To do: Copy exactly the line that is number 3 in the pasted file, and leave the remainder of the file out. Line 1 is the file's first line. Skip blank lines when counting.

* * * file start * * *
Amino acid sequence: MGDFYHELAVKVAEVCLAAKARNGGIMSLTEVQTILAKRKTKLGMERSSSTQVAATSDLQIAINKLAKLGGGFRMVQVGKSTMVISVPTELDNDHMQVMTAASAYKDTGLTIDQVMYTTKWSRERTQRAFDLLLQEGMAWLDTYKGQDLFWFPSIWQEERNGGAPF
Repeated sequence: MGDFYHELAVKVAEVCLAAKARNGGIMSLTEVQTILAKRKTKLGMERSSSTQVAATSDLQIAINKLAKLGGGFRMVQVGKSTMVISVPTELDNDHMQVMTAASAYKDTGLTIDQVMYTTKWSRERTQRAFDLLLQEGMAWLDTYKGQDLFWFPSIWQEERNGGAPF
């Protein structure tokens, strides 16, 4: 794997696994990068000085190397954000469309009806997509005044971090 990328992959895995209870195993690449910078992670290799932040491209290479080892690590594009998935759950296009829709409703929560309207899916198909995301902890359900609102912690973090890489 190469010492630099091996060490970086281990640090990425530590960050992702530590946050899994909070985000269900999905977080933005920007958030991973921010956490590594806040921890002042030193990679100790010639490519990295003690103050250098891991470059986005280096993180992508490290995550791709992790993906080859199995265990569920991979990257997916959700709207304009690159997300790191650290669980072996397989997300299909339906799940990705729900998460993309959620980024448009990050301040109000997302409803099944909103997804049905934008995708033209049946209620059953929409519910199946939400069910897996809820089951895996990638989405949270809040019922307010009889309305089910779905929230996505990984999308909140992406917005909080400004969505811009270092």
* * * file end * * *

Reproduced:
């Protein structure tokens, strides 16, 4: 794997696994990068000085190397954000469309009806997509005044971090 990328992959895995209870195993690449910078992670290799932040491209290479080892690590594009998935759950296009829709409703929560309207899916198909995301902890359900609102912690973090890489 190469010492630099091996060490970086281990640090990425530590960050992702530590946050899994909070985000269900999905977080933005920007958030991973921010956490590594806040921890002042030193990679100790010639490519990295003690103050250098891991470059986005280096993180992508490290995550791709992790993906080859199995265990569920991979990257997916959700709207304009690159997300790191650290669980072996397989997300299909339906799940990705729900998460993309959620980024448009990050301040109000997302409803099944909103997804049905934008995708033209049946209620059953929409519910199946939400069910897996809820089951895996990638989405949270809040019922307010009889309305089910779905929230996505990984999308909140992406917005909080400004969505811009270092």